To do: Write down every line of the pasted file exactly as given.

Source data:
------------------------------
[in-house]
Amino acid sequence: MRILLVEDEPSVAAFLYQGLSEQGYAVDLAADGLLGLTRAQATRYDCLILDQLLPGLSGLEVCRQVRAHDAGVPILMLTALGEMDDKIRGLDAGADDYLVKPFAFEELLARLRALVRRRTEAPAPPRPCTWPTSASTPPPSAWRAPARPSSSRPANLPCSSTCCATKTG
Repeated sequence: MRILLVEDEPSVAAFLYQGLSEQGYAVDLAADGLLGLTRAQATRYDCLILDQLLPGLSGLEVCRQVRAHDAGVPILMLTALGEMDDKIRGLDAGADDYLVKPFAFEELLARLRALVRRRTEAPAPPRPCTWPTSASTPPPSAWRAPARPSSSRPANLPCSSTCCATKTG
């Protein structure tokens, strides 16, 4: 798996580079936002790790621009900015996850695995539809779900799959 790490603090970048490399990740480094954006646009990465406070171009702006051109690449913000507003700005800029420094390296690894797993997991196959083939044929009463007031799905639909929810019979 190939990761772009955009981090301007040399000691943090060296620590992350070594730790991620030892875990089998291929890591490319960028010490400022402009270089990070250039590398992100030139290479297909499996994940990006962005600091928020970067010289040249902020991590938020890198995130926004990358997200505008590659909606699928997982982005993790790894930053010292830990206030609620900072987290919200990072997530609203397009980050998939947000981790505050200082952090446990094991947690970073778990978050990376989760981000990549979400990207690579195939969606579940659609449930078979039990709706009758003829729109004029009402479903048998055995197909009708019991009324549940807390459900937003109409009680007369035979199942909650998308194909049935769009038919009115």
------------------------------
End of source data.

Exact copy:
[in-house]
Amino acid sequence: MRILLVEDEPSVAAFLYQGLSEQGYAVDLAADGLLGLTRAQATRYDCLILDQLLPGLSGLEVCRQVRAHDAGVPILMLTALGEMDDKIRGLDAGADDYLVKPFAFEELLARLRALVRRRTEAPAPPRPCTWPTSASTPPPSAWRAPARPSSSRPANLPCSSTCCATKTG
Repeated sequence: MRILLVEDEPSVAAFLYQGLSEQGYAVDLAADGLLGLTRAQATRYDCLILDQLLPGLSGLEVCRQVRAHDAGVPILMLTALGEMDDKIRGLDAGADDYLVKPFAFEELLARLRALVRRRTEAPAPPRPCTWPTSASTPPPSAWRAPARPSSSRPANLPCSSTCCATKTG
């Protein structure tokens, strides 16, 4: 798996580079936002790790621009900015996850695995539809779900799959 790490603090970048490399990740480094954006646009990465406070171009702006051109690449913000507003700005800029420094390296690894797993997991196959083939044929009463007031799905639909929810019979 190939990761772009955009981090301007040399000691943090060296620590992350070594730790991620030892875990089998291929890591490319960028010490400022402009270089990070250039590398992100030139290479297909499996994940990006962005600091928020970067010289040249902020991590938020890198995130926004990358997200505008590659909606699928997982982005993790790894930053010292830990206030609620900072987290919200990072997530609203397009980050998939947000981790505050200082952090446990094991947690970073778990978050990376989760981000990549979400990207690579195939969606579940659609449930078979039990709706009758003829729109004029009402479903048998055995197909009708019991009324549940807390459900937003109409009680007369035979199942909650998308194909049935769009038919009115």